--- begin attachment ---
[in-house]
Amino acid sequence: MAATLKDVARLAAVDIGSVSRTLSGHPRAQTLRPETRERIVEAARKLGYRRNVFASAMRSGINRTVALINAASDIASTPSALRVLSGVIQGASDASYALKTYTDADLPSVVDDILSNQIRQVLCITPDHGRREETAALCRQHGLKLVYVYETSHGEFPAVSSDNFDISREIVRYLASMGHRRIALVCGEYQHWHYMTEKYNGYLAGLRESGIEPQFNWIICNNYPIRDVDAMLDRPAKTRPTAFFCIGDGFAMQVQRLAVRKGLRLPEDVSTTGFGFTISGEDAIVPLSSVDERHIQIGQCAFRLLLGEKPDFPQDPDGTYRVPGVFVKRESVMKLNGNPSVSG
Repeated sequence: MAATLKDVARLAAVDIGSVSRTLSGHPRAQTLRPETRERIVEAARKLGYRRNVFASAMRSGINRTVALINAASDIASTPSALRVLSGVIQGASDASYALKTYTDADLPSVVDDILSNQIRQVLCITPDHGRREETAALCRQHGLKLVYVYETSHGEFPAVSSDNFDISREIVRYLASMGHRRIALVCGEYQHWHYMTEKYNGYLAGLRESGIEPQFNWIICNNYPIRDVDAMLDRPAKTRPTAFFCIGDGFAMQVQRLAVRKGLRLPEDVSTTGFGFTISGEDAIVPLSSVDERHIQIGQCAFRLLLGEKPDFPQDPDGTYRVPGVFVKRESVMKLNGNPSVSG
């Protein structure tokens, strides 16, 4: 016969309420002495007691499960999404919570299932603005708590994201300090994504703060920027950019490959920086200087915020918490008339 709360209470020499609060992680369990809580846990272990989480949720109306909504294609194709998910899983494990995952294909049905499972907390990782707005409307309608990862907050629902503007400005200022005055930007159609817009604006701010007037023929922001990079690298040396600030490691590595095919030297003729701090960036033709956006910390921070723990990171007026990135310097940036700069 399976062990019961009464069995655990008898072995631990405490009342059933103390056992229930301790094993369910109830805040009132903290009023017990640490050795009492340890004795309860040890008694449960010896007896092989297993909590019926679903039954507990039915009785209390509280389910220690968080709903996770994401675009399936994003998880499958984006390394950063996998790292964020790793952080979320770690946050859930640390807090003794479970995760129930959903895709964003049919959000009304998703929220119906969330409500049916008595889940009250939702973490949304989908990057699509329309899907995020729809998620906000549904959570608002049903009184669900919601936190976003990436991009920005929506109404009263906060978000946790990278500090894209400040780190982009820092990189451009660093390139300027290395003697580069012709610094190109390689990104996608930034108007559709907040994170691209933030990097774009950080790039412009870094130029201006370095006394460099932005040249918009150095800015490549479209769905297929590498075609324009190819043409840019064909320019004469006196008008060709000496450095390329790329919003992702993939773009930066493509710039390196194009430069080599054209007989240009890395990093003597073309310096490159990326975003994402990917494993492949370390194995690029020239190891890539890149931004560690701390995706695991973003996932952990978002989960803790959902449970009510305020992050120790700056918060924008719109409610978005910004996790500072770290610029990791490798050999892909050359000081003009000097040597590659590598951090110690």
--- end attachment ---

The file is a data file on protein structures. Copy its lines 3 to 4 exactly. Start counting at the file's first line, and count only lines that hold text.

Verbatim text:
Repeated sequence: MAATLKDVARLAAVDIGSVSRTLSGHPRAQTLRPETRERIVEAARKLGYRRNVFASAMRSGINRTVALINAASDIASTPSALRVLSGVIQGASDASYALKTYTDADLPSVVDDILSNQIRQVLCITPDHGRREETAALCRQHGLKLVYVYETSHGEFPAVSSDNFDISREIVRYLASMGHRRIALVCGEYQHWHYMTEKYNGYLAGLRESGIEPQFNWIICNNYPIRDVDAMLDRPAKTRPTAFFCIGDGFAMQVQRLAVRKGLRLPEDVSTTGFGFTISGEDAIVPLSSVDERHIQIGQCAFRLLLGEKPDFPQDPDGTYRVPGVFVKRESVMKLNGNPSVSG
């Protein structure tokens, strides 16, 4: 016969309420002495007691499960999404919570299932603005708590994201300090994504703060920027950019490959920086200087915020918490008339 709360209470020499609060992680369990809580846990272990989480949720109306909504294609194709998910899983494990995952294909049905499972907390990782707005409307309608990862907050629902503007400005200022005055930007159609817009604006701010007037023929922001990079690298040396600030490691590595095919030297003729701090960036033709956006910390921070723990990171007026990135310097940036700069 399976062990019961009464069995655990008898072995631990405490009342059933103390056992229930301790094993369910109830805040009132903290009023017990640490050795009492340890004795309860040890008694449960010896007896092989297993909590019926679903039954507990039915009785209390509280389910220690968080709903996770994401675009399936994003998880499958984006390394950063996998790292964020790793952080979320770690946050859930640390807090003794479970995760129930959903895709964003049919959000009304998703929220119906969330409500049916008595889940009250939702973490949304989908990057699509329309899907995020729809998620906000549904959570608002049903009184669900919601936190976003990436991009920005929506109404009263906060978000946790990278500090894209400040780190982009820092990189451009660093390139300027290395003697580069012709610094190109390689990104996608930034108007559709907040994170691209933030990097774009950080790039412009870094130029201006370095006394460099932005040249918009150095800015490549479209769905297929590498075609324009190819043409840019064909320019004469006196008008060709000496450095390329790329919003992702993939773009930066493509710039390196194009430069080599054209007989240009890395990093003597073309310096490159990326975003994402990917494993492949370390194995690029020239190891890539890149931004560690701390995706695991973003996932952990978002989960803790959902449970009510305020992050120790700056918060924008719109409610978005910004996790500072770290610029990791490798050999892909050359000081003009000097040597590659590598951090110690």